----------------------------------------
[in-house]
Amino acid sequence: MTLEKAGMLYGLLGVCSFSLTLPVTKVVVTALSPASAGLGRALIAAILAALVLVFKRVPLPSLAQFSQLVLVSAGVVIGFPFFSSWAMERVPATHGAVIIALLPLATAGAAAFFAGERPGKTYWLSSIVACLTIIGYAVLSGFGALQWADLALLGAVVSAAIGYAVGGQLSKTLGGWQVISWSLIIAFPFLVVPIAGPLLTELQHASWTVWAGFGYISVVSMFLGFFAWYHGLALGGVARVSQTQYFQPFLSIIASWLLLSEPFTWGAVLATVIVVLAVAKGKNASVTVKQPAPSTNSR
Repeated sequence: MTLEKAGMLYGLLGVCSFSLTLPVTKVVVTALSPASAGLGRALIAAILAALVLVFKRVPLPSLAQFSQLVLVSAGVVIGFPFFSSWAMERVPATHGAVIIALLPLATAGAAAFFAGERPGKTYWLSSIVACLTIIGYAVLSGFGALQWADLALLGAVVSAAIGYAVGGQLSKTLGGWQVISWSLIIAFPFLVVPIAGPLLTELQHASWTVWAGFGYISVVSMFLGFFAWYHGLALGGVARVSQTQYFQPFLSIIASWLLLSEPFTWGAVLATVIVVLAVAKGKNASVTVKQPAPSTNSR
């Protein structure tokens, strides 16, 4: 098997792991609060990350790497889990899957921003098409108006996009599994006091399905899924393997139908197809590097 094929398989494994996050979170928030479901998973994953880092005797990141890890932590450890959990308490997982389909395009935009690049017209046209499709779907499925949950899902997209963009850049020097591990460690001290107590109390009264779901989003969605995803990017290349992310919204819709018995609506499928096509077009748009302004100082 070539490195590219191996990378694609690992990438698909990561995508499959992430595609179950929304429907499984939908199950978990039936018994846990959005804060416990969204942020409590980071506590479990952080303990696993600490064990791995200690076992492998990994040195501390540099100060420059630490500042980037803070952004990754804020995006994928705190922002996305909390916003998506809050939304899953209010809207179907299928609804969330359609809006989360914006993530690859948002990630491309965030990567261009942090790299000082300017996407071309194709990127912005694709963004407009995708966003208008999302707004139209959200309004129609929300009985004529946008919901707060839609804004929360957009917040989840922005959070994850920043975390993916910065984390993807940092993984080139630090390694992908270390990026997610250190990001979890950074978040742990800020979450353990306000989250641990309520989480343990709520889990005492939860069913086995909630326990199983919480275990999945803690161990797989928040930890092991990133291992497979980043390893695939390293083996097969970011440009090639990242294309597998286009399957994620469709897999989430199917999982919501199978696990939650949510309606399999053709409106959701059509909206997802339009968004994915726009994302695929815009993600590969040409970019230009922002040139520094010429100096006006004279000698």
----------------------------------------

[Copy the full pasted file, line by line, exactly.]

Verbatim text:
[in-house]
Amino acid sequence: MTLEKAGMLYGLLGVCSFSLTLPVTKVVVTALSPASAGLGRALIAAILAALVLVFKRVPLPSLAQFSQLVLVSAGVVIGFPFFSSWAMERVPATHGAVIIALLPLATAGAAAFFAGERPGKTYWLSSIVACLTIIGYAVLSGFGALQWADLALLGAVVSAAIGYAVGGQLSKTLGGWQVISWSLIIAFPFLVVPIAGPLLTELQHASWTVWAGFGYISVVSMFLGFFAWYHGLALGGVARVSQTQYFQPFLSIIASWLLLSEPFTWGAVLATVIVVLAVAKGKNASVTVKQPAPSTNSR
Repeated sequence: MTLEKAGMLYGLLGVCSFSLTLPVTKVVVTALSPASAGLGRALIAAILAALVLVFKRVPLPSLAQFSQLVLVSAGVVIGFPFFSSWAMERVPATHGAVIIALLPLATAGAAAFFAGERPGKTYWLSSIVACLTIIGYAVLSGFGALQWADLALLGAVVSAAIGYAVGGQLSKTLGGWQVISWSLIIAFPFLVVPIAGPLLTELQHASWTVWAGFGYISVVSMFLGFFAWYHGLALGGVARVSQTQYFQPFLSIIASWLLLSEPFTWGAVLATVIVVLAVAKGKNASVTVKQPAPSTNSR
């Protein structure tokens, strides 16, 4: 098997792991609060990350790497889990899957921003098409108006996009599994006091399905899924393997139908197809590097 094929398989494994996050979170928030479901998973994953880092005797990141890890932590450890959990308490997982389909395009935009690049017209046209499709779907499925949950899902997209963009850049020097591990460690001290107590109390009264779901989003969605995803990017290349992310919204819709018995609506499928096509077009748009302004100082 070539490195590219191996990378694609690992990438698909990561995508499959992430595609179950929304429907499984939908199950978990039936018994846990959005804060416990969204942020409590980071506590479990952080303990696993600490064990791995200690076992492998990994040195501390540099100060420059630490500042980037803070952004990754804020995006994928705190922002996305909390916003998506809050939304899953209010809207179907299928609804969330359609809006989360914006993530690859948002990630491309965030990567261009942090790299000082300017996407071309194709990127912005694709963004407009995708966003208008999302707004139209959200309004129609929300009985004529946008919901707060839609804004929360957009917040989840922005959070994850920043975390993916910065984390993807940092993984080139630090390694992908270390990026997610250190990001979890950074978040742990800020979450353990306000989250641990309520989480343990709520889990005492939860069913086995909630326990199983919480275990999945803690161990797989928040930890092991990133291992497979980043390893695939390293083996097969970011440009090639990242294309597998286009399957994620469709897999989430199917999982919501199978696990939650949510309606399999053709409106959701059509909206997802339009968004994915726009994302695929815009993600590969040409970019230009922002040139520094010429100096006006004279000698």